New York Euripides Summer Festival Presents Iphigenia Among The Taurians

The actress Jade Anderson playing the role of Iphigenia Among the Taurians in the production of New York Euripides Summer Festival. (Photo ΤΝΗ/ Vasilis Voultsos)

NEW YORK – A very pleasant surprise awaited the audience that flocked to Theatre 54 in Manhattan Saturday night for Iphigenia Among theTaurians, which also marked the start of the New York Euripides Summer Festival.

The festival is organized by the American Thymele Theater (ATT), which remains committed to preserving and spreading Greek culture and presenting classic works to the public.

Iphigenia Among the Taurians was written by Euripides sometime between 414 and 412 BC and is part of a rare kind of classical theater, the tragicomedy. When the comedic side of the play is overlooked by directors it has the effect of shifting the work into pure tragedy, which does not work well on stage.

This is a trap that director Stephen Diacrussi has deftly avoided. As a result, a complete, fast-paced work has been presented to the public, allowing the audience to not only feel concern for the characters, but to laugh with them from start to finish.

The show opens with Iphigenia – portrayed by actress Jade Anderson – addressing the audience and telling her tragic story and that of her family, the royal House of Atreus, who were the leaders of the Greeks during the seizure and occupation of Troy.

(Photo ΤΝΗ/ Vasilis Voultsos)

As the heroine recounts her story we learn that while still in Aulis before the beginning of the Trojan War, her father, Agamemnon, led her to her death, offering her as a sacrifice to the Goddess Artemis in order to secure favorable wind for his ships. Thanks to Artemis changing her mind, Iphigenia was saved and a deer was sacrificed in her place.

Miraculously Artemis transported Iphigenia from Aulis to the barbaric land of the Taurians where she now serves as the priestess of the goddess. As priestess she is required to follow a tradition that she considers barbaric and detestable: in Tauris human sacrifices are made of Greeks arrested in the country. Iphigenia’s obligation is to purify the victims before the slaughter.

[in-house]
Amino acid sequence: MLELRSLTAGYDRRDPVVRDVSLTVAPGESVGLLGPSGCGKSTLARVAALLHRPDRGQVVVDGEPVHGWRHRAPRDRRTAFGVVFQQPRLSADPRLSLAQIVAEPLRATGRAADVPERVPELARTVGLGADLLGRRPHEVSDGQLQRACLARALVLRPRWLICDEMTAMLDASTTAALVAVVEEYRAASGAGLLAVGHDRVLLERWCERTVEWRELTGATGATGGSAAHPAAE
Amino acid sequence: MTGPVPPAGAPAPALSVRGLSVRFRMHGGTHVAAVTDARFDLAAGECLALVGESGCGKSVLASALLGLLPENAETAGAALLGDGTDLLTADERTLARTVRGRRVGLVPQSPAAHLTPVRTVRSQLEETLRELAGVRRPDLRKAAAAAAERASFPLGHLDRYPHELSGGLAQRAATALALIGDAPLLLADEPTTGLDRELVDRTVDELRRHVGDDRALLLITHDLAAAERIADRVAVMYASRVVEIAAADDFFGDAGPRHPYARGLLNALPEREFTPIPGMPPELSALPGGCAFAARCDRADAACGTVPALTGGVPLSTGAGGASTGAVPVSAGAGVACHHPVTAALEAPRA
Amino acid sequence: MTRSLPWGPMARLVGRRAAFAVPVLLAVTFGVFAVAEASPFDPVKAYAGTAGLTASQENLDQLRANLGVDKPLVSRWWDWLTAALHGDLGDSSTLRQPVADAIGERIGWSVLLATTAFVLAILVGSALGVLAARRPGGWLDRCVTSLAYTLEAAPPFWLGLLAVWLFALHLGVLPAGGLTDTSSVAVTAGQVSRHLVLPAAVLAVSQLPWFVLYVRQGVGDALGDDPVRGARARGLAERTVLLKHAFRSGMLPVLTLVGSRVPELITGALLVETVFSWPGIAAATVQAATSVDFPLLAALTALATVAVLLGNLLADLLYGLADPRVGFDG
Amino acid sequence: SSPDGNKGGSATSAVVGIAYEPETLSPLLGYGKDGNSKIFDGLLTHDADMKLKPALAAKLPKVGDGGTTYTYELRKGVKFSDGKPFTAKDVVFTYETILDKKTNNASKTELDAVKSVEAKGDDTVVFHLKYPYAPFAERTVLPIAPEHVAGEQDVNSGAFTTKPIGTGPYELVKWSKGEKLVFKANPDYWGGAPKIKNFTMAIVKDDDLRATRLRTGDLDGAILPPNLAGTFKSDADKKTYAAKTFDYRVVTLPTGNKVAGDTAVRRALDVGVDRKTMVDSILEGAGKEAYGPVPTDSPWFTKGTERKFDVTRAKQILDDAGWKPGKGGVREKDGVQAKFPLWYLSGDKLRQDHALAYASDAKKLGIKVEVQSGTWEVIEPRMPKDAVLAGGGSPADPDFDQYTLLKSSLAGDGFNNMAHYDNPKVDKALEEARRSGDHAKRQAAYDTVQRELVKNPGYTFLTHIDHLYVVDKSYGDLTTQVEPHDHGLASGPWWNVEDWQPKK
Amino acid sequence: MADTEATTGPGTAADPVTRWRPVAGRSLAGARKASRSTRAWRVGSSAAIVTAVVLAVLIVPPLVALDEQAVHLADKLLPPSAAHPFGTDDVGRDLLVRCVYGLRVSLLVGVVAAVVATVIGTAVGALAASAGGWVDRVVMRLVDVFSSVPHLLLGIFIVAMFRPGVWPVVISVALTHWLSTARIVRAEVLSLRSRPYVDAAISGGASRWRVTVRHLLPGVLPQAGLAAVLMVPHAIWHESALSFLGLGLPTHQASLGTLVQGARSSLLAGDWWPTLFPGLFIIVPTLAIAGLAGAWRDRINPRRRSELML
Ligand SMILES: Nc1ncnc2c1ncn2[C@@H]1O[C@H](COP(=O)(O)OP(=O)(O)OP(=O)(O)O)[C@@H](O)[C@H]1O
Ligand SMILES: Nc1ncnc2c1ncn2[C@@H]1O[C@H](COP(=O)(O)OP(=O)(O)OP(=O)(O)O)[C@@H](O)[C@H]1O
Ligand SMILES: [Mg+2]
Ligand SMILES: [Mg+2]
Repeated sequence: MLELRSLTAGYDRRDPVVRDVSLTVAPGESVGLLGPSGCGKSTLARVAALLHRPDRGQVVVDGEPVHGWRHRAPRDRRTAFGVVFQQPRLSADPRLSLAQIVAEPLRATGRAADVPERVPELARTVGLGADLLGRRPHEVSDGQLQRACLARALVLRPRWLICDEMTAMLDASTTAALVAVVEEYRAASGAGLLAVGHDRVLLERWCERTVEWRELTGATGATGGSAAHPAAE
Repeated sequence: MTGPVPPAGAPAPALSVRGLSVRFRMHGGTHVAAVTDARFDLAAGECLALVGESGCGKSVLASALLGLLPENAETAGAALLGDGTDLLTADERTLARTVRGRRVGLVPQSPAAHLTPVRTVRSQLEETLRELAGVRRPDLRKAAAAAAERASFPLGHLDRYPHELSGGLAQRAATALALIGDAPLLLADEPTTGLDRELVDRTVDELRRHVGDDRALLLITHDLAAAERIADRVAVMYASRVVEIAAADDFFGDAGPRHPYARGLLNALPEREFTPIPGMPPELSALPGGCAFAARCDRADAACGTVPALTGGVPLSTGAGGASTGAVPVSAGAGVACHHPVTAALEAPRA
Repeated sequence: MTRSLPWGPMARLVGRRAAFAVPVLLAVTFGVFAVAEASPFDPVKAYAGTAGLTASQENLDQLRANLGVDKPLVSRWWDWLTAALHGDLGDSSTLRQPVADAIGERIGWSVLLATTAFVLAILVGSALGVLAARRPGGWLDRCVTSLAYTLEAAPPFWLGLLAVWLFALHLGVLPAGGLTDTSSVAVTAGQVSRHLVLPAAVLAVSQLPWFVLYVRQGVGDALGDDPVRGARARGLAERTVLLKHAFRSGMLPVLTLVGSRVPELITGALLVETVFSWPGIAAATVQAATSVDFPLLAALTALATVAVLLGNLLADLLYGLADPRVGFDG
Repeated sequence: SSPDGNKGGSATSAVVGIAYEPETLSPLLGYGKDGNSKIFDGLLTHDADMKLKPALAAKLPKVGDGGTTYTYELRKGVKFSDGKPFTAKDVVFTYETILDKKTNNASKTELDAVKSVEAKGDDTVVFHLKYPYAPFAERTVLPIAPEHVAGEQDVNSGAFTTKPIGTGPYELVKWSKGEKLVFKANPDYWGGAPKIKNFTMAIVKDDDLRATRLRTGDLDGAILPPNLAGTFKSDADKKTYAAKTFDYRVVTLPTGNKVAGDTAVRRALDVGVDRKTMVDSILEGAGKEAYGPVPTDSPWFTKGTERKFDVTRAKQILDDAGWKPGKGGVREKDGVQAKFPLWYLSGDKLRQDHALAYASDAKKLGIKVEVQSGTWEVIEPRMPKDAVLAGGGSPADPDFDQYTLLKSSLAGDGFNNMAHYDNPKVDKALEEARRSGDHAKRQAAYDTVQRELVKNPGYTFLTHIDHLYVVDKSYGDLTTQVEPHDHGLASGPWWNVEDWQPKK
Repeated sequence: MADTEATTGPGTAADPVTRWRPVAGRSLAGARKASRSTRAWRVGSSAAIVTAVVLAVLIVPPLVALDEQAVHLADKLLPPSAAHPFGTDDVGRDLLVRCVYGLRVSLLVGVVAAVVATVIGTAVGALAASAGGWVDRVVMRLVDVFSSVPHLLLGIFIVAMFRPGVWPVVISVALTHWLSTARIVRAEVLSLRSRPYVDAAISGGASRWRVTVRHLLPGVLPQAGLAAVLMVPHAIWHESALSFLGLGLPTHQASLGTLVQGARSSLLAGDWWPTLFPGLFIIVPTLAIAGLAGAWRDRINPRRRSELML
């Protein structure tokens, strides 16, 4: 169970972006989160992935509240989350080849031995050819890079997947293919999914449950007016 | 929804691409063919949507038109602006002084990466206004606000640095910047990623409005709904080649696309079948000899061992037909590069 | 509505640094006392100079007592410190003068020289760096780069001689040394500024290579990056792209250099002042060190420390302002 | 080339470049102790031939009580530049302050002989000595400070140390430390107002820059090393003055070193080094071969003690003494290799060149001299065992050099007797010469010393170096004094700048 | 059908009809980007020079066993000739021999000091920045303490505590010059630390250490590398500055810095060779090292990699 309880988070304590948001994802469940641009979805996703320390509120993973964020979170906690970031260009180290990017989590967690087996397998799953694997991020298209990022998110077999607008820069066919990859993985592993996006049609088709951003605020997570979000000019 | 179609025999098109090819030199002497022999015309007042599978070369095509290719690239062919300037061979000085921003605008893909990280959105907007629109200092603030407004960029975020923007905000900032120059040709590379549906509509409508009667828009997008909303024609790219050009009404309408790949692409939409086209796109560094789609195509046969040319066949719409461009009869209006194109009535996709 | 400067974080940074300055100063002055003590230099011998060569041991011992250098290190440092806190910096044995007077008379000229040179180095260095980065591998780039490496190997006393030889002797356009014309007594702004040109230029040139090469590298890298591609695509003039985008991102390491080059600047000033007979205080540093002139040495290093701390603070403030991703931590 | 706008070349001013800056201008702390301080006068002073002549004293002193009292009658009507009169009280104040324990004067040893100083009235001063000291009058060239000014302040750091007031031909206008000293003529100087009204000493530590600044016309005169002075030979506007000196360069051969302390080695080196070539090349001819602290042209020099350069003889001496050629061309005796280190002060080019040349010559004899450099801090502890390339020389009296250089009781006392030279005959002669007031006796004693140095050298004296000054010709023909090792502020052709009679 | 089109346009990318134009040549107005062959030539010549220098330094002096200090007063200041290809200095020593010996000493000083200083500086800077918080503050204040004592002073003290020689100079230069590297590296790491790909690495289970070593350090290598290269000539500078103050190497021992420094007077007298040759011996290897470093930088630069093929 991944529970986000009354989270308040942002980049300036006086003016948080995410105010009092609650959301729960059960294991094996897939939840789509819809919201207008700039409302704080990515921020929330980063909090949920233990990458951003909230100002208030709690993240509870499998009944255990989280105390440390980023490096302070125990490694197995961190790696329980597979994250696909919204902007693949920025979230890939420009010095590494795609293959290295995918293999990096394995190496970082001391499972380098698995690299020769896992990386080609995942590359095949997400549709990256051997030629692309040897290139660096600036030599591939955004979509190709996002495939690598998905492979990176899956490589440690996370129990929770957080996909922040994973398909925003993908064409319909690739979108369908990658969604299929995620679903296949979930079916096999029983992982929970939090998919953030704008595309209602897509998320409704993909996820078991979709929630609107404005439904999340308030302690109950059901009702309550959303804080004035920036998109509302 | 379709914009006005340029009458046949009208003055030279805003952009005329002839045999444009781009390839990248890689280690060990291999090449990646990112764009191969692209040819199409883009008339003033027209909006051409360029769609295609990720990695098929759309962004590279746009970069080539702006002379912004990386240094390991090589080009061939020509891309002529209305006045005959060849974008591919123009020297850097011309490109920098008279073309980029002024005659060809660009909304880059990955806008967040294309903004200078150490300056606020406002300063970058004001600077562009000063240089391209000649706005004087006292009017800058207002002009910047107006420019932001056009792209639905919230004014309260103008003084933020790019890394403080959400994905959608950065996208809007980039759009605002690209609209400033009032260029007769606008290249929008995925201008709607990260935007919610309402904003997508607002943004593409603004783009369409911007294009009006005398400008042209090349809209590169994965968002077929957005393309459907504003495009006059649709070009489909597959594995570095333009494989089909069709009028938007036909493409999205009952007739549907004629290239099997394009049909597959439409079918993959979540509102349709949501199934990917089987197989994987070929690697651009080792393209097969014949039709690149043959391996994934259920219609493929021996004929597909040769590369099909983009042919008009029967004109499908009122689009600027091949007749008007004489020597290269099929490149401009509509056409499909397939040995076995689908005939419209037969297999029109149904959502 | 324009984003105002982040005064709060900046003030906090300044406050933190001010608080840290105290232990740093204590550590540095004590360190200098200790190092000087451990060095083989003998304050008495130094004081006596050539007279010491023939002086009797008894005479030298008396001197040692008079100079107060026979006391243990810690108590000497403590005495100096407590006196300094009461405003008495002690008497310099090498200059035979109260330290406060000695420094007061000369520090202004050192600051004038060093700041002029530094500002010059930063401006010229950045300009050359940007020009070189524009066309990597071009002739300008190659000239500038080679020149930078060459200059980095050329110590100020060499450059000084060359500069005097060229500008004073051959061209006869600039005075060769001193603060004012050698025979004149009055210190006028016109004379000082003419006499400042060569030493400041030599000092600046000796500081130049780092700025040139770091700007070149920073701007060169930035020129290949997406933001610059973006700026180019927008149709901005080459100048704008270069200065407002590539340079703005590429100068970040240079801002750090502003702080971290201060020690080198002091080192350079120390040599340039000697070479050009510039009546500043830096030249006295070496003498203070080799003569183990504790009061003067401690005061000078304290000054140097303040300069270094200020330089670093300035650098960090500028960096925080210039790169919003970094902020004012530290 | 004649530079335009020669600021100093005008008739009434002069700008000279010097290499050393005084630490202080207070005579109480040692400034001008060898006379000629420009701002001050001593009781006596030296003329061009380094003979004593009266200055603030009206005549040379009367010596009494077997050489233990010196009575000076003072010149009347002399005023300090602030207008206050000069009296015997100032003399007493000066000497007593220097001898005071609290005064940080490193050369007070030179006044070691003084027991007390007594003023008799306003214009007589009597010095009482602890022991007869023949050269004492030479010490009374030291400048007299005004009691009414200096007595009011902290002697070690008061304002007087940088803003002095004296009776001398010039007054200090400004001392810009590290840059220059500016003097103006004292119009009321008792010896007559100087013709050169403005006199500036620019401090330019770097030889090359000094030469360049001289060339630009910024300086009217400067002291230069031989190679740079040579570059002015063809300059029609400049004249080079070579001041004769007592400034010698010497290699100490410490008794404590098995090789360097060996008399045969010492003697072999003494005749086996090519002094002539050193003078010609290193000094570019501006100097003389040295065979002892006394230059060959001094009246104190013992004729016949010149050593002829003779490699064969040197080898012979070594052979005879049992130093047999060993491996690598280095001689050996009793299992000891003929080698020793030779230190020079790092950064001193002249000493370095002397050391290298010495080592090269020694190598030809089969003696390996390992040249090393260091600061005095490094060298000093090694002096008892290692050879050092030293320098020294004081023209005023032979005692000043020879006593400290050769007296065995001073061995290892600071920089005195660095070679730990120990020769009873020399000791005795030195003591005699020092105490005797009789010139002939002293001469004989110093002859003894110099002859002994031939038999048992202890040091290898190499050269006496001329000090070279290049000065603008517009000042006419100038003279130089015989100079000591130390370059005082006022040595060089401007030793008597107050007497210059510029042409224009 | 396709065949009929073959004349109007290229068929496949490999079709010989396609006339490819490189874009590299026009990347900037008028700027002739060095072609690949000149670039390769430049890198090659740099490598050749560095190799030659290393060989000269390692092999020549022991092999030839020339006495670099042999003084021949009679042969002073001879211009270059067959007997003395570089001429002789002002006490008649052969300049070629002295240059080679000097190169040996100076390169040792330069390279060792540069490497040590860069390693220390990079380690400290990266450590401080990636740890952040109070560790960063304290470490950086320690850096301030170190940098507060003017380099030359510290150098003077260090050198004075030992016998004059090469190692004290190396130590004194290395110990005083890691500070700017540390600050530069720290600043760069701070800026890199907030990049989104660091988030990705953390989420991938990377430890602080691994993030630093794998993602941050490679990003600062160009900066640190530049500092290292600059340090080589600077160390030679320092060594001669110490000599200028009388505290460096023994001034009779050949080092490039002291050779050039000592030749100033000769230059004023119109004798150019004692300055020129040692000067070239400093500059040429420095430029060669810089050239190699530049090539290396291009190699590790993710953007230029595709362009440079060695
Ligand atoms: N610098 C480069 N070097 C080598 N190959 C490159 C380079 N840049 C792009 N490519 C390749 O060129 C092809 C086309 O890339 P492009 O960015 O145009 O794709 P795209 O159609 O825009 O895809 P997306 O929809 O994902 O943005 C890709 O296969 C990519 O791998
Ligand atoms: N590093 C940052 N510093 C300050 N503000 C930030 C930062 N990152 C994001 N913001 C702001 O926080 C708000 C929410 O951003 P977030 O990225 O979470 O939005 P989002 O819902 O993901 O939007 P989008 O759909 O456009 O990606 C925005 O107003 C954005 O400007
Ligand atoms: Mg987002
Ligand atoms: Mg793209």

Soon Orestes, Iphigenia’s brother, and his friend Pyladis are driven in front of her to be purified for sacrifice. Will Iphigenia be able to recognize her brother, who she last saw as a baby, before it’s too late?  And, if fate finally favors them and the siblings recognize each other, how will they escape the inhospitable and barbaric Tauris?

Actress Jade Anderson masterfully emphasizes the feelings of Iphigenia as a trapped human being that has to rely on her rationality and resourcefulness to overcome difficulties. She also presents her heroine in a remarkable way, as a woman living in a foreign land, still feeling nostalgia and affection for a family and a homeland that haven’t treated her well.

(Photo ΤΝΗ/ Vasilis Voultsos)

One of the most enjoyable elements of the show is the chemistry between the actors Frank Pagliaro, as Orestes, and Gerome Olona, as Pylades. Their passionate friendship and comedic gaffes enable the audience to not only empathize with them, but to feel invested in their fate and to hope for their salvation, even though the ending of this classic play is a little too well known to all of us.

The ATT, besides Iphigenia Among the Taurians, also presented the anti-war play Daughters of Troy. All performances are free, honoring this way the ancient Greek tradition of free theater.

 

More information can be found at (http: //www.bit.ly/euripidesfest)